What is going on here? Is this a clever way of saying that Kendall’s memory is so outstanding that even when he “doesn’t remember”, he can give detailed recollections? Strange, if so, as we don’t see Kendall’s outstanding memory elsewhere. Or is it simply an authorial lapse where Eugenides has simply failed to portray what a poorly remembered conversation feels like? I hope someone can enlighten me!

    Paul Epstein

    1. I think the passage is meant to show that even though Kendall has an excellent memory, he is so uninterested by the business world that he doesn’t register what his neighbor was telling him.

  3. >Interesting points about that passage, Paul. I was amused by it because even though he seems to remember the details, he isn’t sure what they mean (“going public,” which was apparently a good thing), which I think was a nice way of reinforcing the poet’s cluelessness about all things financial. But you’re right – the fact that he can be so specific about it all suggests he isn’t quite as clueless as I think the author wants us to believe he is.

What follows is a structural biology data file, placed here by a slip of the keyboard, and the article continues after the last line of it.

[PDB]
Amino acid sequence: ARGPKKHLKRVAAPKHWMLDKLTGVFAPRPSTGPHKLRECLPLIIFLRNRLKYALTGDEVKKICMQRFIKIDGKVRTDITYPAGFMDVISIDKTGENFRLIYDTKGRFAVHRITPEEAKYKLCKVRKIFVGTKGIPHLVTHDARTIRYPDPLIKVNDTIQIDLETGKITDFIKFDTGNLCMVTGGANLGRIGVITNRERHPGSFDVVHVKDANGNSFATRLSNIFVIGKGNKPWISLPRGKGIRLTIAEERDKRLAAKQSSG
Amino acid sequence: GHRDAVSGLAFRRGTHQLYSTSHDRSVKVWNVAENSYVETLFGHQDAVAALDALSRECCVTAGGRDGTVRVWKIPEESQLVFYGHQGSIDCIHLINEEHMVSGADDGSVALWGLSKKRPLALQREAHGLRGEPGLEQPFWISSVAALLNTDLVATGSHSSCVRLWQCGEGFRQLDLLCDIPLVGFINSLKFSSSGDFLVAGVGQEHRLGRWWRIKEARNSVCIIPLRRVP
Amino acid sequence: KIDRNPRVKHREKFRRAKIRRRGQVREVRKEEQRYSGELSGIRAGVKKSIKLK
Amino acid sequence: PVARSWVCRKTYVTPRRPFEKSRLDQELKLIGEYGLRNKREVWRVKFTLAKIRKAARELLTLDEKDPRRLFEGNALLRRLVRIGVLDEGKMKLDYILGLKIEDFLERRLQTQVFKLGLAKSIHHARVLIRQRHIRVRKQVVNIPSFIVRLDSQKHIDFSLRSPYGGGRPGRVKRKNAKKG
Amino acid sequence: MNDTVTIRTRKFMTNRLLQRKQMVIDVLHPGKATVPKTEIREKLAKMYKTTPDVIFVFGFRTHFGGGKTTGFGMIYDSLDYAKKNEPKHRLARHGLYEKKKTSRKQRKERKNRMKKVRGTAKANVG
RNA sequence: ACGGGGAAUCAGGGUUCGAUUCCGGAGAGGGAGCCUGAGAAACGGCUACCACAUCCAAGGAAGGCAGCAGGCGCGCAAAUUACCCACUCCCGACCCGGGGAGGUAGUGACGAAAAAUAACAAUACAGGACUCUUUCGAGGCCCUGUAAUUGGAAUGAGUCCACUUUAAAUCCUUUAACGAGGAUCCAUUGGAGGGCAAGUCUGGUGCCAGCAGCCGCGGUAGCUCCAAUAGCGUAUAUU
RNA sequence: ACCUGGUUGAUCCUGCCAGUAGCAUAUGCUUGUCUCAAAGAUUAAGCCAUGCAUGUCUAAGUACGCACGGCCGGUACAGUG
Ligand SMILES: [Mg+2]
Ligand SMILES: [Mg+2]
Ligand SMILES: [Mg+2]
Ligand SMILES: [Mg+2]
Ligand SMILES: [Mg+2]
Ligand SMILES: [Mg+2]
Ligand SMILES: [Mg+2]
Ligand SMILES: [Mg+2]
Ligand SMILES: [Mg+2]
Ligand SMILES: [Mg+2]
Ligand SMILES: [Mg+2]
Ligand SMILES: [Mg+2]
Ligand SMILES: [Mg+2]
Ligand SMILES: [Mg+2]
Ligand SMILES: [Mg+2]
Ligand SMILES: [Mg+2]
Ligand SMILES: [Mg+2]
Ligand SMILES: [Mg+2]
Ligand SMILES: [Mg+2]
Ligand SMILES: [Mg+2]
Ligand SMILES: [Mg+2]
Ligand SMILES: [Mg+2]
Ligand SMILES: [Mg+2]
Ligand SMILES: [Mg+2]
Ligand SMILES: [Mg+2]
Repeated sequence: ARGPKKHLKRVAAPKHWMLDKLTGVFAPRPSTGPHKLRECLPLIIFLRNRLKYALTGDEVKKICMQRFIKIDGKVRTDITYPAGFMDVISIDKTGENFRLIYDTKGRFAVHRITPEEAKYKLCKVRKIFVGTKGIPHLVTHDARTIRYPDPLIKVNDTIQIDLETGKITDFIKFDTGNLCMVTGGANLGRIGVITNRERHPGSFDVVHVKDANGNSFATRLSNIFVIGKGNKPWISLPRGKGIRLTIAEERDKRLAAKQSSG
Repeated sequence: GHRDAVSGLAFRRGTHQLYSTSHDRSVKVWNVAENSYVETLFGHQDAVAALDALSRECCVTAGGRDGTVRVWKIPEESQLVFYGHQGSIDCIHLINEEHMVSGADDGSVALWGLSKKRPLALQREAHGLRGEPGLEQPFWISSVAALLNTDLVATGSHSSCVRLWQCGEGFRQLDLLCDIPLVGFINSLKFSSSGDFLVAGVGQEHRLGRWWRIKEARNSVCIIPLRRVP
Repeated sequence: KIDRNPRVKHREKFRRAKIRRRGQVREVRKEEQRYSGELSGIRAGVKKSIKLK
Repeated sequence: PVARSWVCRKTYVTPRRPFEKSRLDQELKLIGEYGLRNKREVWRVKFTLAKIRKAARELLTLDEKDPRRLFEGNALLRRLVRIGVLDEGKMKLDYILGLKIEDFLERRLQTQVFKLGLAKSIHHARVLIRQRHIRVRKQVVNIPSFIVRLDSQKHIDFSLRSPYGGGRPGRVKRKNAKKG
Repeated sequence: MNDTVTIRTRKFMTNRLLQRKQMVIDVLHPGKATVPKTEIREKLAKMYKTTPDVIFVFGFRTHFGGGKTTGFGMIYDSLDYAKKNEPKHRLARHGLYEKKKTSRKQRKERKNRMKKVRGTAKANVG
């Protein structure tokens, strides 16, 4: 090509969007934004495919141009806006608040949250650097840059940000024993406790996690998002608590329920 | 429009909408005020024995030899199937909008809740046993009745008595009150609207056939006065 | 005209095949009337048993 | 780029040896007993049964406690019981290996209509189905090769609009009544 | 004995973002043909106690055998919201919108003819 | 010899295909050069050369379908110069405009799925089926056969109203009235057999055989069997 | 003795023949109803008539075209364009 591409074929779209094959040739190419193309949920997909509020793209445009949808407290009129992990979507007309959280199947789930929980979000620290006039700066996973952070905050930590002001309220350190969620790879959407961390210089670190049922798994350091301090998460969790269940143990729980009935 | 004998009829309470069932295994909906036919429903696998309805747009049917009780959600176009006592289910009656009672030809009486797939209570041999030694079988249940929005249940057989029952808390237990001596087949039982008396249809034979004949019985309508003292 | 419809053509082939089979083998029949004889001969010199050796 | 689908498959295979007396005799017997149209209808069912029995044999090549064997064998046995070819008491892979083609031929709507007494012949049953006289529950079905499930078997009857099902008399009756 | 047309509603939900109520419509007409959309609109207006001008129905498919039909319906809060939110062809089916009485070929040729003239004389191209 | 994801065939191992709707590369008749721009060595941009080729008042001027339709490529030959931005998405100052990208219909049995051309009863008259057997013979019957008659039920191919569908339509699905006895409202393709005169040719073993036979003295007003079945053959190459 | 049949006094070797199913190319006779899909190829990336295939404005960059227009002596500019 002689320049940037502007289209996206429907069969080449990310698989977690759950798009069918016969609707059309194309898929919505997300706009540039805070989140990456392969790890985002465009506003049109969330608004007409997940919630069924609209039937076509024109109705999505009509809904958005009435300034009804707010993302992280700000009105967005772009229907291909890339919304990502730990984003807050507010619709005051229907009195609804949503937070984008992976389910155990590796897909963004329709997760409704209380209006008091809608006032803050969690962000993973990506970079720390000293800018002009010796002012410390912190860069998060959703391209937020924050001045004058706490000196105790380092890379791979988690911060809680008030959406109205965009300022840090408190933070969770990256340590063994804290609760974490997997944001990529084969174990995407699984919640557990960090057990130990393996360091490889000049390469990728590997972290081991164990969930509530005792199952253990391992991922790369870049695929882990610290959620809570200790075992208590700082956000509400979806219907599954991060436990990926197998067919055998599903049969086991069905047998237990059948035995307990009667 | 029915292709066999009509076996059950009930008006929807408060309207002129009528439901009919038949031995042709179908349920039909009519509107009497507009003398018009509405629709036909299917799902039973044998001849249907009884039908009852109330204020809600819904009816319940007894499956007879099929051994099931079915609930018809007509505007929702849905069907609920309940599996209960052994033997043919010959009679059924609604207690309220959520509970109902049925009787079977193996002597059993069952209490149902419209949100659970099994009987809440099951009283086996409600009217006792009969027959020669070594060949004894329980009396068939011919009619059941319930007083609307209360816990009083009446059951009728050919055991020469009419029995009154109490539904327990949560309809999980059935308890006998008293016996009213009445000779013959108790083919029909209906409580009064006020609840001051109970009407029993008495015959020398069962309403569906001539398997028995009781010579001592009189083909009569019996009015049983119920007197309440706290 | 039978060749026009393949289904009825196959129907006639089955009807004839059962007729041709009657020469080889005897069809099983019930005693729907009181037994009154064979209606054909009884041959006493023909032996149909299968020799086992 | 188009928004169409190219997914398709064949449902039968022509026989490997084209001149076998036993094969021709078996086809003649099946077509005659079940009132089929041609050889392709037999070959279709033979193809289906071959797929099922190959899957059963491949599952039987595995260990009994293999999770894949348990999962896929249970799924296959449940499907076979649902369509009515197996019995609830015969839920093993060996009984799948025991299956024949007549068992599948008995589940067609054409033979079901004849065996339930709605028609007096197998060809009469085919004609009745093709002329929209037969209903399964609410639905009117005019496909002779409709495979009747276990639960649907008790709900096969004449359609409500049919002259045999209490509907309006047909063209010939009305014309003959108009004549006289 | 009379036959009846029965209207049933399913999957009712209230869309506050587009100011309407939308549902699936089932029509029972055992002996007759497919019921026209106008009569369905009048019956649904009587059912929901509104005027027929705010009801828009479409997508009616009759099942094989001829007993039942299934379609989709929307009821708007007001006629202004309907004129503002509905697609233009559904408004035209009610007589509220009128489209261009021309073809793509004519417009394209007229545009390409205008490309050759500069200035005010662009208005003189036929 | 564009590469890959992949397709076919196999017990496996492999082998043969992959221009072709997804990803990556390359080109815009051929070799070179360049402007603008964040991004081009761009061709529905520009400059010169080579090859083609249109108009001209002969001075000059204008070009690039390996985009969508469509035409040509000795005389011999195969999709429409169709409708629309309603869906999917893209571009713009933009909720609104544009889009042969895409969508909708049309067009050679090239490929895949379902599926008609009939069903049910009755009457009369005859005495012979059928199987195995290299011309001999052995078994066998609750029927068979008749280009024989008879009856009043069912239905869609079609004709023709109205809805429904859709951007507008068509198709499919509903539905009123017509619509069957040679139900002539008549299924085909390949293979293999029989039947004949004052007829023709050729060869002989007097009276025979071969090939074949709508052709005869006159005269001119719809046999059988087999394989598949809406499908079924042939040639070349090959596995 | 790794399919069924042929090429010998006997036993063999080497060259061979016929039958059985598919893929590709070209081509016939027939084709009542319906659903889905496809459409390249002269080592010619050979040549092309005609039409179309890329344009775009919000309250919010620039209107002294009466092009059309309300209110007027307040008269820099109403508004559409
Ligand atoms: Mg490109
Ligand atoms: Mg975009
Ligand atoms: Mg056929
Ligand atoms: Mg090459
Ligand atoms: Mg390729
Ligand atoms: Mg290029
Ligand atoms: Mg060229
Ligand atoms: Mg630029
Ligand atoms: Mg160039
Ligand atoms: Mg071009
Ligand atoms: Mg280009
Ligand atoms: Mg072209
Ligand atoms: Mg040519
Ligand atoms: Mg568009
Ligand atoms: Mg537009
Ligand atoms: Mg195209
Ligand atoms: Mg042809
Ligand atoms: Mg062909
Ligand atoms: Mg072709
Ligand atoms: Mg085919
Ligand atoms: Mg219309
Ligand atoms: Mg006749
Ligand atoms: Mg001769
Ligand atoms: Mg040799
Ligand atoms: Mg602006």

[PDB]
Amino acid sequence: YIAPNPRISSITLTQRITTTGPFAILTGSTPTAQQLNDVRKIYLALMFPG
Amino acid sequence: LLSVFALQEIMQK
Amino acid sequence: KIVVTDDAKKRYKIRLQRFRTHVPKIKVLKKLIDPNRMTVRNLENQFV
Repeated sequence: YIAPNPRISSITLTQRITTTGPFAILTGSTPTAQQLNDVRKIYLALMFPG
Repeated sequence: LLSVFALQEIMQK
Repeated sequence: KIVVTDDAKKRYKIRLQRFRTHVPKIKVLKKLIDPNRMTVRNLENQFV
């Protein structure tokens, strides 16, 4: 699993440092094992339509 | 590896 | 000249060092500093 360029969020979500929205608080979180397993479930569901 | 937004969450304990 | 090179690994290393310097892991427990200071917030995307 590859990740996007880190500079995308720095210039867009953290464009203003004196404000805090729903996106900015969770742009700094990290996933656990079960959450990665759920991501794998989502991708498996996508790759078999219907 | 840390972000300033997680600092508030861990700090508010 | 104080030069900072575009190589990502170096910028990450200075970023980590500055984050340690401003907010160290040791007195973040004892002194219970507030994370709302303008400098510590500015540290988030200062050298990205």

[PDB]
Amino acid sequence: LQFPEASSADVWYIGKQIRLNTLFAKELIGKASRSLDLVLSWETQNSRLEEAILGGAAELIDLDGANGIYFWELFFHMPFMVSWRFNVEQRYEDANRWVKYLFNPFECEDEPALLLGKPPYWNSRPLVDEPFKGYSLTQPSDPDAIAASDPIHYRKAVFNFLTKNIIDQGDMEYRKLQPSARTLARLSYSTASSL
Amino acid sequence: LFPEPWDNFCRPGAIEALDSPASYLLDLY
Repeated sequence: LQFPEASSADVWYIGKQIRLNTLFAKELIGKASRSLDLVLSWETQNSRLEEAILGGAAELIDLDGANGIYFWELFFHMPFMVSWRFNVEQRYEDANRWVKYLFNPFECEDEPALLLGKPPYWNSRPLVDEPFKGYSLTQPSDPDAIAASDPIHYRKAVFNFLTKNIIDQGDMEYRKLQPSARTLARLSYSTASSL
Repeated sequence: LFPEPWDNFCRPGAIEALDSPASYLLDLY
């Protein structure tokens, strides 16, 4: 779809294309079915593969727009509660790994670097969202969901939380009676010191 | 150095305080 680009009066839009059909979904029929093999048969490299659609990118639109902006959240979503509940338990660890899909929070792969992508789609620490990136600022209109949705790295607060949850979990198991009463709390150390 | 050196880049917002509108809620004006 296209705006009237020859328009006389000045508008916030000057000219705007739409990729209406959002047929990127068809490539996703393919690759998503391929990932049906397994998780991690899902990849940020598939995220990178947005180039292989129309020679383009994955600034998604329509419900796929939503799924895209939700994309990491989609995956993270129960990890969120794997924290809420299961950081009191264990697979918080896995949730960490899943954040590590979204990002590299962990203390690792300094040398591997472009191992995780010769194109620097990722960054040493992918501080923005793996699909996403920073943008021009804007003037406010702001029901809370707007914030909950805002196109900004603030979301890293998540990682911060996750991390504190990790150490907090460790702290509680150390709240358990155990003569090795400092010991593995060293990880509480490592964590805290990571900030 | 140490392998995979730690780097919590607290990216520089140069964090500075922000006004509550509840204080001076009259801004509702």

4. >I thought the story was engaging and quite funny. I liked the way it parodied the idea of selling out. Kudos for a New Yorker story that didn’t put me to sleep.

  5. >plz guys help me out i didnt undersatnd any single point of that short story great exaperiment ..can u guys clarify me the whole storey so dat i snt have 2 go through with the stroy plz plz that wud b great help